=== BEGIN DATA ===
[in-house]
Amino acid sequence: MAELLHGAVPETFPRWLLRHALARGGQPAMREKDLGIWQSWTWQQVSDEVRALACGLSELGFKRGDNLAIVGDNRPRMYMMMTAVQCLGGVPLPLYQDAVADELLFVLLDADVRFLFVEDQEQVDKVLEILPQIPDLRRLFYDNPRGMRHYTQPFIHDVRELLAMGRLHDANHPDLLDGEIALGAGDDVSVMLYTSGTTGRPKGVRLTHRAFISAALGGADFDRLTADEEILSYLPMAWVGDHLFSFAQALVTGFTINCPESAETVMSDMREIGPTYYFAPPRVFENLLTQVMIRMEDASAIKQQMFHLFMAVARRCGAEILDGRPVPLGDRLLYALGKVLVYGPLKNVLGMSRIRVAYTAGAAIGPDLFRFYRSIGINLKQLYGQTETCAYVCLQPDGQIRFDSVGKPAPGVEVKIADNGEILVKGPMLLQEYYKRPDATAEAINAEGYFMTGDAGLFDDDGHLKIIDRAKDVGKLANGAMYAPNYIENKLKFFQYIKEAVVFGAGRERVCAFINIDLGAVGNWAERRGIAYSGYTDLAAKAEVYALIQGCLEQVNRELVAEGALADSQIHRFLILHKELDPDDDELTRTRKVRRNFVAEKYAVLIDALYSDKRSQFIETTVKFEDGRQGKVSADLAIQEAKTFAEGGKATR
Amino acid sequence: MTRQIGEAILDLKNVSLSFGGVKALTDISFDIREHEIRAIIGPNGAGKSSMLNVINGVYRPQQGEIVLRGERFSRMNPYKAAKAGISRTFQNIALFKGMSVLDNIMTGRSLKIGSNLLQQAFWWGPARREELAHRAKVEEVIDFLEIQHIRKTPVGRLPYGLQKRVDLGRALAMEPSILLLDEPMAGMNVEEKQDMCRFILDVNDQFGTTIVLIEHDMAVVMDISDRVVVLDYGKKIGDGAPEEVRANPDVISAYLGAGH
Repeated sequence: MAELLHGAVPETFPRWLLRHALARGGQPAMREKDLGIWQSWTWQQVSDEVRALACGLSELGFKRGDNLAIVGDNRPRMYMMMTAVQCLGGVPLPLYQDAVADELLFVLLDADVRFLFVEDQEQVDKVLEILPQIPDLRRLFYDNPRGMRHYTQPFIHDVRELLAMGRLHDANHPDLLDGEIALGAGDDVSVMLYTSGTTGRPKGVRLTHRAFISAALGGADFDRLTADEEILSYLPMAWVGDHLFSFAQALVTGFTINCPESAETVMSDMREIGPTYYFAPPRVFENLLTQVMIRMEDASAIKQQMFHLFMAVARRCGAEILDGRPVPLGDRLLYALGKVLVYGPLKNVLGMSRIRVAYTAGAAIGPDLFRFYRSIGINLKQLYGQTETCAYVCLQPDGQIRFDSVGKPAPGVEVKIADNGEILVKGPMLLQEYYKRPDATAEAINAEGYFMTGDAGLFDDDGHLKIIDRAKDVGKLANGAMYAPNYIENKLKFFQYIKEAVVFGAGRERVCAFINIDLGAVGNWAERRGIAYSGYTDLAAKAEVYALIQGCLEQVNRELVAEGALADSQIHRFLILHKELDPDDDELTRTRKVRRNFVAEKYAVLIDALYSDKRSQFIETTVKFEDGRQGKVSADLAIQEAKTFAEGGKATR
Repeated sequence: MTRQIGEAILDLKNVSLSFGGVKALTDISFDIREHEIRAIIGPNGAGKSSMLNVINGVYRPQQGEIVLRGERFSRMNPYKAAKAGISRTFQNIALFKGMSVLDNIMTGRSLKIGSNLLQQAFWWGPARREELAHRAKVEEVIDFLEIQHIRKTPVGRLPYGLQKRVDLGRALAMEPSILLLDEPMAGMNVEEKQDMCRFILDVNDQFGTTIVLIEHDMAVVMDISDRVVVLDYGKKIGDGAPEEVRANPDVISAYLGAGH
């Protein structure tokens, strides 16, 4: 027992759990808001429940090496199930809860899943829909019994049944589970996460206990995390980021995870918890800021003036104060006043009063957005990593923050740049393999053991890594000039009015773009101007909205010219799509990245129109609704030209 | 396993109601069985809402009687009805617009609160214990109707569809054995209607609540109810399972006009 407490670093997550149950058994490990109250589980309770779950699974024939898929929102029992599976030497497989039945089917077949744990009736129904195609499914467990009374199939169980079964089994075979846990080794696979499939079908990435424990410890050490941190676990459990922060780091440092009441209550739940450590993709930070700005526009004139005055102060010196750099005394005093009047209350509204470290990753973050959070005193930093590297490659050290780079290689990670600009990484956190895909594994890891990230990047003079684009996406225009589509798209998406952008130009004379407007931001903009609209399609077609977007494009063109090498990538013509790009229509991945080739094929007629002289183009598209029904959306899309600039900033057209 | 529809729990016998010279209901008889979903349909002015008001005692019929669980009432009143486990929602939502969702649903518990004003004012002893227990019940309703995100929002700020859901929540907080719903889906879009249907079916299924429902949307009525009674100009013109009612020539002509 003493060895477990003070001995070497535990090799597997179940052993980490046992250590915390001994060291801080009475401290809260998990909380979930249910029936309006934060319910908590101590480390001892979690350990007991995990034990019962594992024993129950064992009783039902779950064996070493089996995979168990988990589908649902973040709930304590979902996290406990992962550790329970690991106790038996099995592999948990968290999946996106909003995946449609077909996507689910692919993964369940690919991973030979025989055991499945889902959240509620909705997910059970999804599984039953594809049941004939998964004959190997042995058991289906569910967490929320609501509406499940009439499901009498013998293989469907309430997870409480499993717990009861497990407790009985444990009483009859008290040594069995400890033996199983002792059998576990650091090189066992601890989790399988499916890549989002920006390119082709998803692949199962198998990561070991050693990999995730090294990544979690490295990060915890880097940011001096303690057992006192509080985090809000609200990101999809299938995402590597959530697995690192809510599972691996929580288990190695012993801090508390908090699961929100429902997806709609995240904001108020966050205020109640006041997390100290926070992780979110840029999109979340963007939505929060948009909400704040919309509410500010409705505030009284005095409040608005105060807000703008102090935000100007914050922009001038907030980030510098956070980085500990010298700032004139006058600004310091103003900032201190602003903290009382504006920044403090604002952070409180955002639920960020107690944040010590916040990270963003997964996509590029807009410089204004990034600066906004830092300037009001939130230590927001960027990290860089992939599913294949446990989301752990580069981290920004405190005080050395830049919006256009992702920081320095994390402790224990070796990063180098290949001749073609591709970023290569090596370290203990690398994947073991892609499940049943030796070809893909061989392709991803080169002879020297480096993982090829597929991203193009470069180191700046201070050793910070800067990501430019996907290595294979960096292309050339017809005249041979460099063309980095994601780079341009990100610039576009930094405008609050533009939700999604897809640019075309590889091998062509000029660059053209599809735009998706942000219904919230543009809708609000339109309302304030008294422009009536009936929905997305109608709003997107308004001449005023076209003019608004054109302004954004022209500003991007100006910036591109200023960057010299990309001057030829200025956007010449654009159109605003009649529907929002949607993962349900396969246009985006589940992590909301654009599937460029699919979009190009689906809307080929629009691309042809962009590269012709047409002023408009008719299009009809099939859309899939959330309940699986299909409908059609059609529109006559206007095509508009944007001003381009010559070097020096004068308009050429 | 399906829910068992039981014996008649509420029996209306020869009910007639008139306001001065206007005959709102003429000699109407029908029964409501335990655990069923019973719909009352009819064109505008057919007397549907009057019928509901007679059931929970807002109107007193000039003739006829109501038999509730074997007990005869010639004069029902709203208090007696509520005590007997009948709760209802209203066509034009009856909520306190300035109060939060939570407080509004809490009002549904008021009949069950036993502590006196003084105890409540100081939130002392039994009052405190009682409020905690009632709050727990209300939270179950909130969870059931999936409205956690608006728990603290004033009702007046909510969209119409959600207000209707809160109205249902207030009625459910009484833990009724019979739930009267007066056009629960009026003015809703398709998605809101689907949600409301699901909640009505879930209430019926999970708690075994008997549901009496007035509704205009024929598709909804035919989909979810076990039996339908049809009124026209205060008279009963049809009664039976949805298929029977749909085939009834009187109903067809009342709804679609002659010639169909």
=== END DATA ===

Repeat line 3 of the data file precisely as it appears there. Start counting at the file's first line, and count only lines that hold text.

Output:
Amino acid sequence: MTRQIGEAILDLKNVSLSFGGVKALTDISFDIREHEIRAIIGPNGAGKSSMLNVINGVYRPQQGEIVLRGERFSRMNPYKAAKAGISRTFQNIALFKGMSVLDNIMTGRSLKIGSNLLQQAFWWGPARREELAHRAKVEEVIDFLEIQHIRKTPVGRLPYGLQKRVDLGRALAMEPSILLLDEPMAGMNVEEKQDMCRFILDVNDQFGTTIVLIEHDMAVVMDISDRVVVLDYGKKIGDGAPEEVRANPDVISAYLGAGH